9 Page 9 Eye and Face Protection Selection Chart (con t.) Source Assessment of Hazard Protection Splash from molten metals... High temperature exposure... See notes (1), (2), (3). Faceshields worn over goggles. See notes (1), (2), (3). Screen face shields, reflective face shields. See notes (1), (2), (3). CHEMICALS Acid and Splash... Goggles, eyecup and chemicals handling, cover types. For degreasing plating. severe exposure, use face shield. See notes (3), (11). Irritating mists.. Special purpose goggles. DUST Woodworking, Nuisance dust... Goggles, eyecup and buffing, general cover types. dusty conditions. See note (8). LIGHT and/or RADIATION Optical radiation. Welding: Electric arc Welding helmets or welding shields. Typical shades: See notes (9), (12). Welding: Gas Optical radiation. Welding goggles or welding face shield. Typical shades: gas welding 4 8, cutting 3 6, brazing 3 4. See note (9). Cutting, Torch brazing, Torch soldering Optical radiation.. Spectacles or welding face shield. Typical shades, See notes (3), (9). Glare Poor vision... Spectacles with shaded or special purpose lenses, as suitable. See notes (9), (10).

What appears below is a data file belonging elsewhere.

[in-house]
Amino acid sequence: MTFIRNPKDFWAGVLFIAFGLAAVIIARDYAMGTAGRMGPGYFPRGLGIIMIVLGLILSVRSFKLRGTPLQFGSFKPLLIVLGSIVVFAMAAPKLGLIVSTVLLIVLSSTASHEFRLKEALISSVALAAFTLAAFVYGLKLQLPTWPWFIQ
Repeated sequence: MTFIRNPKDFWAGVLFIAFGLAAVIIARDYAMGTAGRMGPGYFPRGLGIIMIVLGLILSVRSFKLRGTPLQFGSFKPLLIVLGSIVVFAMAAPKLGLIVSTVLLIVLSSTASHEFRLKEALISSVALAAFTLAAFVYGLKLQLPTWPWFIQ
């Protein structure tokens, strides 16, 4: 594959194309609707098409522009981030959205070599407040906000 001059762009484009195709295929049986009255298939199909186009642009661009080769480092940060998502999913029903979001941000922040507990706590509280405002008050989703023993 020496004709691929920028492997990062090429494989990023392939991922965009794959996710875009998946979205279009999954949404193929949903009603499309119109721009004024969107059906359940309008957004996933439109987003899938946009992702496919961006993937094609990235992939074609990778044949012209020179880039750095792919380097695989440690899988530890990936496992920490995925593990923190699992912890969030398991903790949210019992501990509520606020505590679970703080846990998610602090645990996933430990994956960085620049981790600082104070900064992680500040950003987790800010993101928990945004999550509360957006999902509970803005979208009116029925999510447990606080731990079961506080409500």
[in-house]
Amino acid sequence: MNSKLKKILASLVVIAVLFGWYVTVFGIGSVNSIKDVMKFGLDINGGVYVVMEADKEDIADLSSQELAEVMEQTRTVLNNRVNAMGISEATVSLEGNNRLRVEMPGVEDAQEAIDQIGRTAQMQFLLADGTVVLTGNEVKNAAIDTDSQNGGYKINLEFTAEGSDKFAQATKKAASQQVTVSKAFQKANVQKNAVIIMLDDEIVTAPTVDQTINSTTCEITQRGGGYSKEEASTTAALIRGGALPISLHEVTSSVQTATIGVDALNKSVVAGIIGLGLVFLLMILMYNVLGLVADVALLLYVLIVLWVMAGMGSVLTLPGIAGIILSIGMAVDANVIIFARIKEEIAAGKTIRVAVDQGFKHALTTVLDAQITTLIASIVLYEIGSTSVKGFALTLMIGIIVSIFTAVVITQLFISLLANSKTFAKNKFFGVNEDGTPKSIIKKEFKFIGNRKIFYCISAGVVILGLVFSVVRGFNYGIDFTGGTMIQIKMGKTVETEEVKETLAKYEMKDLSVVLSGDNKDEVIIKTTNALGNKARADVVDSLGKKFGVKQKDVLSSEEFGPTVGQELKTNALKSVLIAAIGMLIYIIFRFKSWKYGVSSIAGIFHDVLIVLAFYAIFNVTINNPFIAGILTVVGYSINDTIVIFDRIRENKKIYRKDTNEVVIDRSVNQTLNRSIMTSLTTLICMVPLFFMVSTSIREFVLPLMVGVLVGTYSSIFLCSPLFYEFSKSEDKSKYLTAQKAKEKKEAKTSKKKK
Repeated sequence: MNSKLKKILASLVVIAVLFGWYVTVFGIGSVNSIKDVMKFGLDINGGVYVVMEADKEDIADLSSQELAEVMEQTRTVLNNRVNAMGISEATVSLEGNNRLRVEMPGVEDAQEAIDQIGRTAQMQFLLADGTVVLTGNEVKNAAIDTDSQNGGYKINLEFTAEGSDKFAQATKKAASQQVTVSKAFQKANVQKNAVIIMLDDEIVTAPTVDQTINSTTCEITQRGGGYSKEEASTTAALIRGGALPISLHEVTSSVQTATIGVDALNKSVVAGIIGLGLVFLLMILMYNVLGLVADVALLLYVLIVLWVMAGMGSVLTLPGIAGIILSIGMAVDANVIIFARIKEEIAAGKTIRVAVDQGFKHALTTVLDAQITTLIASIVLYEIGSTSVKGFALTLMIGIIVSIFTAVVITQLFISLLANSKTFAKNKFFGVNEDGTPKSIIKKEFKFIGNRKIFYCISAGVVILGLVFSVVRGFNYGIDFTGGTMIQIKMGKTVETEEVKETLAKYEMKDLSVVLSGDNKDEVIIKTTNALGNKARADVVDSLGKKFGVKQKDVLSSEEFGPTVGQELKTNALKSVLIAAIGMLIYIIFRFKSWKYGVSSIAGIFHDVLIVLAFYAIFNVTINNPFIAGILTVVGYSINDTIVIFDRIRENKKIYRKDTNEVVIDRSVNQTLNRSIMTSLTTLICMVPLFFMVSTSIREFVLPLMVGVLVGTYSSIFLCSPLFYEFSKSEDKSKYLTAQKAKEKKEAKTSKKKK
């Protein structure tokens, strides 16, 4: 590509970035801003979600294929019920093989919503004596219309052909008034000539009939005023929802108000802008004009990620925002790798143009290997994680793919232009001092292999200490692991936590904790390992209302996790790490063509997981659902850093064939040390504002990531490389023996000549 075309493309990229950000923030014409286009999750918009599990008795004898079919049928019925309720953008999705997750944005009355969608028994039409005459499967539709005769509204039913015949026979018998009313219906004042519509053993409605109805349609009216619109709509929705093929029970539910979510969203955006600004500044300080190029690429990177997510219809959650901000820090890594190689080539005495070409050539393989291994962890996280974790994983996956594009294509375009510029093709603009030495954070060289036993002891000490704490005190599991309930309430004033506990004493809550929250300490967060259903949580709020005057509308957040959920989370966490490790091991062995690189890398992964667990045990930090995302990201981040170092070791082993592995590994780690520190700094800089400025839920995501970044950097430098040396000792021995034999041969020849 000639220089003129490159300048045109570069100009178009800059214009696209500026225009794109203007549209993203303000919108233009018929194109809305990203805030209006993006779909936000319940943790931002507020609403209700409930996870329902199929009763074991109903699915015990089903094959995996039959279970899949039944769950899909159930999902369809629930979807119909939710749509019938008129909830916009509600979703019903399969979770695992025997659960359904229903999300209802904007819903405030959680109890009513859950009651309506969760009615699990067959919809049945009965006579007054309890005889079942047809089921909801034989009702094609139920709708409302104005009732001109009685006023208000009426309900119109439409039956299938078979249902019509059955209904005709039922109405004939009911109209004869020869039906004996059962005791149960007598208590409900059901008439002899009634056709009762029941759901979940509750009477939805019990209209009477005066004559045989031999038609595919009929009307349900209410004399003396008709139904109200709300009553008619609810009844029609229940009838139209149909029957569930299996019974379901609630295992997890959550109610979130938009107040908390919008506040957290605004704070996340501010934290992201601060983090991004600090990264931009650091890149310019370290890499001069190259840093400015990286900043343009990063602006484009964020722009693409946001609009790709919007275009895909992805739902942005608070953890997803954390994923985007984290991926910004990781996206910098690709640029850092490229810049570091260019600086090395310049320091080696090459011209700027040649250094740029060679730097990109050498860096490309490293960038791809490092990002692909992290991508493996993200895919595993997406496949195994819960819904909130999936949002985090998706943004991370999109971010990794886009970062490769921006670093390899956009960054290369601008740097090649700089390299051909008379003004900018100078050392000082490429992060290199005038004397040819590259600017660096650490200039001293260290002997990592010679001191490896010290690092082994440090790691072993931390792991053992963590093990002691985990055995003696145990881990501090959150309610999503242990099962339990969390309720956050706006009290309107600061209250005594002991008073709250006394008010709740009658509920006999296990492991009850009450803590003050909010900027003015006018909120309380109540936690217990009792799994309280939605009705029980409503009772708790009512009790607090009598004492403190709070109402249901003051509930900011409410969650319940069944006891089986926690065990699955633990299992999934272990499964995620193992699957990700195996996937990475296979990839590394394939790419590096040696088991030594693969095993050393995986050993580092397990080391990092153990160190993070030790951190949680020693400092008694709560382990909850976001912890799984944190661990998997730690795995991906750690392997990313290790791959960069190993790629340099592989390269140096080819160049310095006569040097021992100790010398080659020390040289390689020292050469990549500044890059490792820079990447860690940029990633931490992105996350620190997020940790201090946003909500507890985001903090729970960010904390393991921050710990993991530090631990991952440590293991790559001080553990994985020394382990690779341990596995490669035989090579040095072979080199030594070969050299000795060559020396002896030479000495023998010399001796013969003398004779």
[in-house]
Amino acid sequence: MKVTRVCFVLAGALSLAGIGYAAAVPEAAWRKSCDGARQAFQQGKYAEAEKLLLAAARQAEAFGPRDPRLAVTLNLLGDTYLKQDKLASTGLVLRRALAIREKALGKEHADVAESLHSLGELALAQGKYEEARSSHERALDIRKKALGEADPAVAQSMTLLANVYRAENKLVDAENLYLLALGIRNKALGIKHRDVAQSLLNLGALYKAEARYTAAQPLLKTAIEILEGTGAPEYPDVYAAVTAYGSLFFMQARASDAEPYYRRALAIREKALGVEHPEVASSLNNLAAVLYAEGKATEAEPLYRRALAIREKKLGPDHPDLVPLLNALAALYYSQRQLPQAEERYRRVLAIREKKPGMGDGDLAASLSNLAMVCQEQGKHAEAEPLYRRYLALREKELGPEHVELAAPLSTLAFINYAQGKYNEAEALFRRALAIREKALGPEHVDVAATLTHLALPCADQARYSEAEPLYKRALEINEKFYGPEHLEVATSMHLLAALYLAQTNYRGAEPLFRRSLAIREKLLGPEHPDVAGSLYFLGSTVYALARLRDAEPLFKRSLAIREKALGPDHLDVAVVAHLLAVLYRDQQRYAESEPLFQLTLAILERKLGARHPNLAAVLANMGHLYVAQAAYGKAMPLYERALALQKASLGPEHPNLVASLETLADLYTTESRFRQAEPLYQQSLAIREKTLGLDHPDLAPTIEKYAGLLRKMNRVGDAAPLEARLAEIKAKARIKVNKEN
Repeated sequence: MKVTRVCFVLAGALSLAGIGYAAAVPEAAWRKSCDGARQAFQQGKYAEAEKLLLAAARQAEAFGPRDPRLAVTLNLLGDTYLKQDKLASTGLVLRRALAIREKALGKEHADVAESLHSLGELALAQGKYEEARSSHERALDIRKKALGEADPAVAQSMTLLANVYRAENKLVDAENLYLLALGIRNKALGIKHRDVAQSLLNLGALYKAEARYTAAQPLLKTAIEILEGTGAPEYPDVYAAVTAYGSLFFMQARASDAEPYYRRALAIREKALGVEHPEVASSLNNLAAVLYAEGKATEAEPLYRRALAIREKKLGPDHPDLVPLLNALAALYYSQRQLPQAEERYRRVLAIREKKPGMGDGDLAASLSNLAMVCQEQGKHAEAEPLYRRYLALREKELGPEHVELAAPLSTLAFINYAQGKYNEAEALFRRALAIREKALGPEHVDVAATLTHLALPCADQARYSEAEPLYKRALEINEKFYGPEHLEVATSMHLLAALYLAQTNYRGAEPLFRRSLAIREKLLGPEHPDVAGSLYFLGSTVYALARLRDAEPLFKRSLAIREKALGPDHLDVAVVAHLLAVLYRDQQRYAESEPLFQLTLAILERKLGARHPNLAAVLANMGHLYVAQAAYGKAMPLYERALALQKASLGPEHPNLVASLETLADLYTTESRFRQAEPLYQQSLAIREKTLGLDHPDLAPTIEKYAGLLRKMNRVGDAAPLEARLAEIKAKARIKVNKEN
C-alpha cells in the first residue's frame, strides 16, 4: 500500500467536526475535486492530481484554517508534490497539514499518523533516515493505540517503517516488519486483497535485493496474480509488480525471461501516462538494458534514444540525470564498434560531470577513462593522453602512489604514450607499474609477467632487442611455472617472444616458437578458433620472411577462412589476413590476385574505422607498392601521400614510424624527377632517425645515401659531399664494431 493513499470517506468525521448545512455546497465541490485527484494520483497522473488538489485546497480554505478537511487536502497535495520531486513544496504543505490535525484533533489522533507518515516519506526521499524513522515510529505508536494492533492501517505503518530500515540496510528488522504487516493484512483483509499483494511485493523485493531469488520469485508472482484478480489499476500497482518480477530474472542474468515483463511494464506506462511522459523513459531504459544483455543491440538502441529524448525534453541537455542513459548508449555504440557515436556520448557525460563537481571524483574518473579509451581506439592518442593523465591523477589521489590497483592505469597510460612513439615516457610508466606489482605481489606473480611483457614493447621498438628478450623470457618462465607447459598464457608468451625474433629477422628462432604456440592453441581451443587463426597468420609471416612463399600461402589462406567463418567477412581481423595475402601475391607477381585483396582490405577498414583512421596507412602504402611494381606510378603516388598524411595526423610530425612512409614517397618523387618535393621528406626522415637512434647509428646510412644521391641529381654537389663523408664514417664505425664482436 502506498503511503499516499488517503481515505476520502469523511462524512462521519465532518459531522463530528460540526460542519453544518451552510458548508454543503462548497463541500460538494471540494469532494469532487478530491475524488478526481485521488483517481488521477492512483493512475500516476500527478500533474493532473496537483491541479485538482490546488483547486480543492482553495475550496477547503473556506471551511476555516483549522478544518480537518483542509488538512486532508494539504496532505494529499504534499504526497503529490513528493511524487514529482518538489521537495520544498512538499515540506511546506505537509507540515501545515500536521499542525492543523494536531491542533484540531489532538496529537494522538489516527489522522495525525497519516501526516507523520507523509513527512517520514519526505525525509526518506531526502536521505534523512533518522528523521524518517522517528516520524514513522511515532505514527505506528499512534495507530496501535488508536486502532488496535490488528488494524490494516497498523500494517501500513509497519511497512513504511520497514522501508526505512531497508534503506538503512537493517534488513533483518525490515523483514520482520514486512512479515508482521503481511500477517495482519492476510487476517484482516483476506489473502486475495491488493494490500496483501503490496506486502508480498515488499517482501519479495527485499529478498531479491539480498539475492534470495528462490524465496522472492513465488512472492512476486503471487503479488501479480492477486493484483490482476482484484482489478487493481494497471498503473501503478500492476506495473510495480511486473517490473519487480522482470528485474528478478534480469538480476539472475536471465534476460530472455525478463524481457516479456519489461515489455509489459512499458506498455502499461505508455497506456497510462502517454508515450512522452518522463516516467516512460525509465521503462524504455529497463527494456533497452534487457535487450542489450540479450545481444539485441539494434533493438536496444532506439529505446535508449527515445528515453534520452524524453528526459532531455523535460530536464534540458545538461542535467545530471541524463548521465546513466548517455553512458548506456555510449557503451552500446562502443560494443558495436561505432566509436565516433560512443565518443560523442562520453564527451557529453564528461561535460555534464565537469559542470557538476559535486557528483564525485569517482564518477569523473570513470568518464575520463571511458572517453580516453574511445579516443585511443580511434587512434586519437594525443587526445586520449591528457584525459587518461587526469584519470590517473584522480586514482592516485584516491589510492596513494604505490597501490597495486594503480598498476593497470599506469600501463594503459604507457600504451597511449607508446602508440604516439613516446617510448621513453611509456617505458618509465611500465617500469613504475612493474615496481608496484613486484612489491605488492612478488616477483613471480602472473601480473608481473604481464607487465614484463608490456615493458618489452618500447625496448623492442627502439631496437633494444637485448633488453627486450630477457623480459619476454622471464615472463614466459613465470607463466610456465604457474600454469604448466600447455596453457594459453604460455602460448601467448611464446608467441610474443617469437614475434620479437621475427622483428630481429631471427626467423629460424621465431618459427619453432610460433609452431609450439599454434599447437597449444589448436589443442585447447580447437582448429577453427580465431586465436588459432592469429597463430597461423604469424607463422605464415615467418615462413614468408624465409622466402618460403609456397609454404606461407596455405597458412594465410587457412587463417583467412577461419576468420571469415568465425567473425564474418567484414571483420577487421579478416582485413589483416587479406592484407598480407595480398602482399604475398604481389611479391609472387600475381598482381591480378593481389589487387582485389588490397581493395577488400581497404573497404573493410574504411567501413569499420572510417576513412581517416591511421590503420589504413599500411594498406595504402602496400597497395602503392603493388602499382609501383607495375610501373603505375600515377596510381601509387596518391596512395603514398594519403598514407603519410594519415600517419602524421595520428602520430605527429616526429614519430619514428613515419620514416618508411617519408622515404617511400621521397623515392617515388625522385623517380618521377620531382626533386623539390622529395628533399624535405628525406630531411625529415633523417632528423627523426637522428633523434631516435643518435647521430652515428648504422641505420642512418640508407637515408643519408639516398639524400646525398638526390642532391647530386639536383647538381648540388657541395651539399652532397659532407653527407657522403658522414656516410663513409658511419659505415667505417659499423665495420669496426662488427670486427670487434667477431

10 Page 10 Notes to Eye and Face Protection Selection Chart: (1) Care should be taken to recognize the possibility of multiple and simultaneous exposure to a variety of hazards. Adequate protection against the highest level of each of the hazards should be provided. Protective devices do not provide unlimited protection. (2) Operations involving heat may also involve light radiation. As required by the standard, protection from both hazards must be provided. (3) Faceshields should only be worn over primary eye protection (spectacles or goggles). (4) As required by the standard, filter lenses must meet the requirements for shade designations in (a)(5). Tinted and shaded lenses are not filter lenses unless they are marked or identified as such. (5) As required by the standard, persons whose vision requires the use of prescription (Rx) lenses must wear either protective devices fitted with prescription (Rx) lenses or protective devices designed to be worn over regular prescription (Rx) eyewear. (6) Wearers of contact lenses must also wear appropriate eye and face protection devices in a hazardous environment. It should be recognized that dusty and/or chemical environments may represent an additional hazard to contact lens wearers. (7) Caution should be exercised in the use of metal frame protective devices in electrical hazard areas. (8) Atmospheric conditions and the restricted ventilation of the protector can cause lenses to fog. Frequent cleansing may be necessary. (9) Welding helmets or faceshields should be used only over primary eye protection (spectacles or goggles). (10) Non sideshield spectacles are available for frontal protection only, but are not acceptable eye protection for the sources and operations listed for "impact." (11) Ventilation should be adequate, but well protected from splash entry. Eye and face protection should be designed and used so that it provides both adequate ventilation and protects the wearer from splash entry. (12) Protection from light radiation is directly related to filter lens density. See note (4). Select the darkest shade that allows task performance. Selection guidelines for head protection: All head protection (helmets) is designed to provide protection from impact and penetration hazards caused by falling objects. Head protection is also available which provides protection from electric shock and burn. When selecting head protection, knowledge of potential electrical hazards is important. Class A helmets, in addition to impact and penetration resistance, provide electrical protection from low voltage conductors (they are proof tested to 2,200 volts). Class B helmets, in addition to impact and penetration resistance, provide electrical protection from high voltage conductors (they are proof tested to 20,000 volts). Class C helmets provide impact and penetration resistance (they are usually made of aluminum which conducts electricity), and should not be used around electrical hazards.